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Old 01-19-2007, 04:25 PM   #31
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Greg, you didn't have the Aero drag issues he'll have with a trailer. That'* a major factor in transmission loading from towing.
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Old 01-19-2007, 04:45 PM   #32
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Quote:
Originally Posted by Cheetah
I have never installed or bought a trailer hitch for a uni-body, FWD car.

I am assuming that the classes of the hitches are the same for a car as tehy are for a truck. If that is the case, get a class 3 - nothing less.
I've had three different hitches on a unibody FWD (all Bonnevilles as a matter of fact). They're classed the same as a convential hitch for a rear-wheel drive vehicle.

All of mine have been Class IIs and they handle the abuse just fine. The most I've towed with my 99 is 1,750 lbs for a distance of 250 miles one way (2 Seadoos). I had no issue and the trans is still kicking (mushy shifts, albeit) with 164,000 and no tranny cooler, nor ever had a flush.
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Old 01-19-2007, 09:05 PM   #33
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The Buick Roadmaster with the tow package has the same suspension as many SSEi'*. They tow 5000lbs so I don't think suspension is a problem. And honestly I don't think boosting will be a problem as a Ser2 L67 or any L67 for that matter will tow around 1200lbs effortlessly.
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Old 01-19-2007, 11:35 PM   #34
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Quote:
Originally Posted by fantastic88
The Buick Roadmaster with the tow package has the same suspension as many SSEi'*. They tow 5000lbs so I don't think suspension is a problem. And honestly I don't think boosting will be a problem as a Ser2 L67 or any L67 for that matter will tow around 1200lbs effortlessly.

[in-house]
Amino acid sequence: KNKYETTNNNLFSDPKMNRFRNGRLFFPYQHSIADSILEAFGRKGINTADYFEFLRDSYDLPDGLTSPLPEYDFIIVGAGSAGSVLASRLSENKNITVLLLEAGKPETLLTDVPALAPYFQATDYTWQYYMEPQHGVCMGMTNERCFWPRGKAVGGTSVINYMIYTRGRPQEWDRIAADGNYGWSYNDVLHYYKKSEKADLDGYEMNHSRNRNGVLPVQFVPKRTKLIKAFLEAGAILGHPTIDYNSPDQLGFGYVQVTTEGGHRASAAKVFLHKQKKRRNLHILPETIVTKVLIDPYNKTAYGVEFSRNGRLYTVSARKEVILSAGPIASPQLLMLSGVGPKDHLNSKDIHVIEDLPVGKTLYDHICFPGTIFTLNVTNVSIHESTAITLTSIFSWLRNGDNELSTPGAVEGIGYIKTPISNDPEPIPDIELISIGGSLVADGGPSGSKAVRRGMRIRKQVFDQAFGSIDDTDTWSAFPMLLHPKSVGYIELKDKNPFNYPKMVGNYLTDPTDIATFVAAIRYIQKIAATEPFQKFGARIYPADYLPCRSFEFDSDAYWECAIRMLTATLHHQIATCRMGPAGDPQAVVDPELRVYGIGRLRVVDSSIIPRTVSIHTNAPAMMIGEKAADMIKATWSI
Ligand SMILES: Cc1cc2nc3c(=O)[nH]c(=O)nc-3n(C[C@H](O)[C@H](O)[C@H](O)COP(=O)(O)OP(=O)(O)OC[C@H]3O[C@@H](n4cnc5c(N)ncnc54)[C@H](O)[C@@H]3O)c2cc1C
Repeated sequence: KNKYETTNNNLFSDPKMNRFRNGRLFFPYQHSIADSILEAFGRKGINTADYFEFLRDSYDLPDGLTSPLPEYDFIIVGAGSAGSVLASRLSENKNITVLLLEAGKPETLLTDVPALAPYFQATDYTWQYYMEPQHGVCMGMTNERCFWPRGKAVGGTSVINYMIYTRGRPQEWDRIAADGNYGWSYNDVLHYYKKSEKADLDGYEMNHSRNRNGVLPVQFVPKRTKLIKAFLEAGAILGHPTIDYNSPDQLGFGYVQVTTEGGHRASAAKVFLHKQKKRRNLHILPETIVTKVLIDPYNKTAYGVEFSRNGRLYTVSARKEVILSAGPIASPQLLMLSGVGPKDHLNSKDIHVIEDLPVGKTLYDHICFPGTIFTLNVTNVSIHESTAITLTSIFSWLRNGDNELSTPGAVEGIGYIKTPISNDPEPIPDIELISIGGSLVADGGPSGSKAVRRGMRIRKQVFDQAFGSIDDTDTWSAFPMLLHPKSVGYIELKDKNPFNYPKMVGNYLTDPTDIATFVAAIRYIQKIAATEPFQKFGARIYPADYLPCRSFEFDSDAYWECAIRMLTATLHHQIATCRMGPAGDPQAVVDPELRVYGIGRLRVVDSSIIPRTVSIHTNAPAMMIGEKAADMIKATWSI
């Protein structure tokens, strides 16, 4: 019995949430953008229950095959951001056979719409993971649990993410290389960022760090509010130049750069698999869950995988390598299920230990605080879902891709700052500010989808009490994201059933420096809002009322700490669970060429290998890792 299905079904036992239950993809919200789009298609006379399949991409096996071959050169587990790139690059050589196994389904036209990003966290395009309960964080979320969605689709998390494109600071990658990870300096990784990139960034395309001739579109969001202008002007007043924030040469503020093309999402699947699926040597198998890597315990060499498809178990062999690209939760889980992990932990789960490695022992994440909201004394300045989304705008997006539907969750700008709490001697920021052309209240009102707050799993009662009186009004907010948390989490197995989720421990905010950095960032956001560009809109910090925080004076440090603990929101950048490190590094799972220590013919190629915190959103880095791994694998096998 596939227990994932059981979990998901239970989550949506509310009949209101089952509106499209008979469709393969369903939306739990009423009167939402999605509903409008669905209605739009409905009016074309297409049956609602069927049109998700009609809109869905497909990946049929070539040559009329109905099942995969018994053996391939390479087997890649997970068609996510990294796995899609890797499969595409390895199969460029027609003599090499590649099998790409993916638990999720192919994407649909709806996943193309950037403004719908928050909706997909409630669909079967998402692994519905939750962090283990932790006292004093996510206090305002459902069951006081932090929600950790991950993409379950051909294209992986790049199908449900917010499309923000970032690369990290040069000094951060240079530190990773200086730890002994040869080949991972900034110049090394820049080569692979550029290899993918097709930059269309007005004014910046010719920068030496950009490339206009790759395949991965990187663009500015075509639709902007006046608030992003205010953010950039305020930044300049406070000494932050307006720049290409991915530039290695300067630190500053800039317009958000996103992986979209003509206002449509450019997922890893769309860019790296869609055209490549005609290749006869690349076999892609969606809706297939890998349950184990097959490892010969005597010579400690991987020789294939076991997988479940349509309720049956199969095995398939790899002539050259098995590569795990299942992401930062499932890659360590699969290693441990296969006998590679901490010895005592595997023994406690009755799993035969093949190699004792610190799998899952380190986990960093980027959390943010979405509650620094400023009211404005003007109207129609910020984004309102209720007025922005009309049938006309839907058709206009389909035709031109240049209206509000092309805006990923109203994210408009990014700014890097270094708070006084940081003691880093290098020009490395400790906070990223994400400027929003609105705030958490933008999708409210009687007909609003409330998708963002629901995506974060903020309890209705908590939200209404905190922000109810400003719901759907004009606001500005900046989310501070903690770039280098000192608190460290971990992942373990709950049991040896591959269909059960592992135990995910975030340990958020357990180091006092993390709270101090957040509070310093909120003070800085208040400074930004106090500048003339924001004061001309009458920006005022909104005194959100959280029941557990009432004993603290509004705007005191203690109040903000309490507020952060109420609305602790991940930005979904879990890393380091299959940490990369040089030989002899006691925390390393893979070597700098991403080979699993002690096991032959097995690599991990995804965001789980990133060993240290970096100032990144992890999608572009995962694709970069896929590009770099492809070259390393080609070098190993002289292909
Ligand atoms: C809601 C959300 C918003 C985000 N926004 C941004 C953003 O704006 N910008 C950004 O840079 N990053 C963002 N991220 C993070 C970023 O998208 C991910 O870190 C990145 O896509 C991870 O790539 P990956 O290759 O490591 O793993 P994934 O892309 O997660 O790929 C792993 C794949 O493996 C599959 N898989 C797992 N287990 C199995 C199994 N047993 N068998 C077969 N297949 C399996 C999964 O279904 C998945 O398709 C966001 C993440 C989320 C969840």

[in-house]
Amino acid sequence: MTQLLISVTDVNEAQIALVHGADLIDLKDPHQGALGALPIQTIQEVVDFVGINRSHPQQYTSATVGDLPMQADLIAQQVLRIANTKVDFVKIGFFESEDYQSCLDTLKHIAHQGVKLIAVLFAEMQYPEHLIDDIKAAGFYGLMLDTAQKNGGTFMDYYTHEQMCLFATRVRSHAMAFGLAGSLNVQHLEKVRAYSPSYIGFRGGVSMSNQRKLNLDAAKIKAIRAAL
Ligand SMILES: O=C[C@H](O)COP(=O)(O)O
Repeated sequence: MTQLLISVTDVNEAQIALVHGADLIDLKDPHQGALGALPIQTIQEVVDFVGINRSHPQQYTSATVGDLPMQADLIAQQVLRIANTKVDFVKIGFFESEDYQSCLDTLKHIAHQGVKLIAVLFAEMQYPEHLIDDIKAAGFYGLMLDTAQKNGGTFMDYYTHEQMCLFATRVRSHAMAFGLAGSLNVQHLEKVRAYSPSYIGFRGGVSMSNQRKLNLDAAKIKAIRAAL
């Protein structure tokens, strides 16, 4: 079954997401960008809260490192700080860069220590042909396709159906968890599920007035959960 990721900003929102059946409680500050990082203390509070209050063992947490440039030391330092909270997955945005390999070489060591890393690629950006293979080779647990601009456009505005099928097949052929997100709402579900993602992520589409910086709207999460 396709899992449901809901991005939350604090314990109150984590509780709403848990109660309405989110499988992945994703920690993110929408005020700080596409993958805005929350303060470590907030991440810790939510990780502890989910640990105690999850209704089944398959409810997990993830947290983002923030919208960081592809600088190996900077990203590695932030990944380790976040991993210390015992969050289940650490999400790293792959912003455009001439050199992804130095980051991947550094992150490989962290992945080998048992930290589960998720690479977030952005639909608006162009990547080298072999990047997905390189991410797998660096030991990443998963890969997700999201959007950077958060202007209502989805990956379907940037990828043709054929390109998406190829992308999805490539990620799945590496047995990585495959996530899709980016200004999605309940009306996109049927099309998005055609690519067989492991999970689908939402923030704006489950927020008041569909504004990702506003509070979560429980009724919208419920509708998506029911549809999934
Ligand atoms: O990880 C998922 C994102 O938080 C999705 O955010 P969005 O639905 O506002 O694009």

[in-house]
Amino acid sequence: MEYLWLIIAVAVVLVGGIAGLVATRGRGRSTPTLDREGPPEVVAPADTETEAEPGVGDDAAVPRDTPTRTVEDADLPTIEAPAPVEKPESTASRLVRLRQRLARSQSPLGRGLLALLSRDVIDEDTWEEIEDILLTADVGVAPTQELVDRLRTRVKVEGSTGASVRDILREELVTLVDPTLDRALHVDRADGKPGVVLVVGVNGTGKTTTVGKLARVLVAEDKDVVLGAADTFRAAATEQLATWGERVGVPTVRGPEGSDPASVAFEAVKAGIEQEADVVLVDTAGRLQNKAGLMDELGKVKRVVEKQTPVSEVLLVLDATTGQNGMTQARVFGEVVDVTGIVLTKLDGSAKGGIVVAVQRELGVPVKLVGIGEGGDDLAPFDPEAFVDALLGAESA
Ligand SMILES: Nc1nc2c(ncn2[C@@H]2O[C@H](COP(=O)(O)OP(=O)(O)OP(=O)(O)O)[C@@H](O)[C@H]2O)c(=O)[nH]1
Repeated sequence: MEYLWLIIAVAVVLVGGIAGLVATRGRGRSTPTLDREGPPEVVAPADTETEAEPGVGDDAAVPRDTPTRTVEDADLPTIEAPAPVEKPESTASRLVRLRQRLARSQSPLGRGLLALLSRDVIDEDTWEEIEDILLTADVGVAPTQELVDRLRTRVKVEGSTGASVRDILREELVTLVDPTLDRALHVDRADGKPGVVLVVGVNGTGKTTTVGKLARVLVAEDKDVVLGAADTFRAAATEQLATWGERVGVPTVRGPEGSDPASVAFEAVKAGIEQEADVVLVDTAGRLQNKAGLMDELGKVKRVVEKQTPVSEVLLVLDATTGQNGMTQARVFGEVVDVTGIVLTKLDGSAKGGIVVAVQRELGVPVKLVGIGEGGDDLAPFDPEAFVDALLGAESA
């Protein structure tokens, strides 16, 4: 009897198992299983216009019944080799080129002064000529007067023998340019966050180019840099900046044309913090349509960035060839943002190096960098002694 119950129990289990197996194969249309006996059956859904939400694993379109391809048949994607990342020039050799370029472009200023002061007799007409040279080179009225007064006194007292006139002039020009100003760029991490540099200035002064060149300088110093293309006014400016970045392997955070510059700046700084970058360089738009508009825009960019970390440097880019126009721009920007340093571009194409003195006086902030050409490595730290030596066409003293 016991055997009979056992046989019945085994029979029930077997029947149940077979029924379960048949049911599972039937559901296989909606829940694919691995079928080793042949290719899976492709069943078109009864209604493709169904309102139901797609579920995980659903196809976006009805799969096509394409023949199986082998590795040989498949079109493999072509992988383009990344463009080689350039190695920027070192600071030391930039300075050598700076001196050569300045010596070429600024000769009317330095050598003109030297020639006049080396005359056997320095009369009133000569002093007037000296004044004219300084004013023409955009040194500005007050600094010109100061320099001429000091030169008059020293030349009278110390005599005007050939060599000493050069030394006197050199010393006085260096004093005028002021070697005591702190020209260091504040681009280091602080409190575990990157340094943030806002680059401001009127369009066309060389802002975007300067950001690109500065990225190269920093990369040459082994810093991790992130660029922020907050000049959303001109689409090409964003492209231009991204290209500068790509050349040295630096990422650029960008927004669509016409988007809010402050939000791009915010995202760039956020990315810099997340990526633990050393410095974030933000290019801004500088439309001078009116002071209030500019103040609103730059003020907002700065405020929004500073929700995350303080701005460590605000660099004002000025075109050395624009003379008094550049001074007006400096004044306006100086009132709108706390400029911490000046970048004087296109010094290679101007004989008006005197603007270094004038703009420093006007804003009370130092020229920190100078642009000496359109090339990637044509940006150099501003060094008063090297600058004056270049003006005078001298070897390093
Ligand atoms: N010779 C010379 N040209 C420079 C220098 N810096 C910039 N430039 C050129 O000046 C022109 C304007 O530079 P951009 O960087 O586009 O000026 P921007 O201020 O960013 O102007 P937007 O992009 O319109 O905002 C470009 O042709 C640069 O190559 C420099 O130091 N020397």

Former Roadmaster LT1 owner here. The Roadmaster has a higher tow rating because it'* a V8 and a RWD. And it does NOT have the same rear suspension as a Bonneville.
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Old 01-20-2007, 01:45 AM   #35
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Quote:
And it does NOT have the same rear suspension as a Bonneville.
Don't some Bonnevilles have F41? According to the Roadmaster guys on the Impala forum the tow package has F41 with ELC. The grand touring suspension for them is the FE2 w/ ELC. Even though they are the same code # are the suspensions different somehow?
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Old 01-20-2007, 02:41 AM   #36
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Old 01-20-2007, 12:09 PM   #37
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Quote:
Originally Posted by fantastic88
Quote:
And it does NOT have the same rear suspension as a Bonneville.
Don't some Bonnevilles have F41? According to the Roadmaster guys on the Impala forum the tow package has F41 with ELC. The grand touring suspension for them is the FE2 w/ ELC. Even though they are the same code # are the suspensions different somehow?
Some Bvilles have F41. Sure. But the suspension setup is TOTALLY different on the Roadmaster. It may have F41 springs, but they're RATED that and for the weight and frame of the Roadmaster. They are NOT interchangeable. Rating means nothing in this case.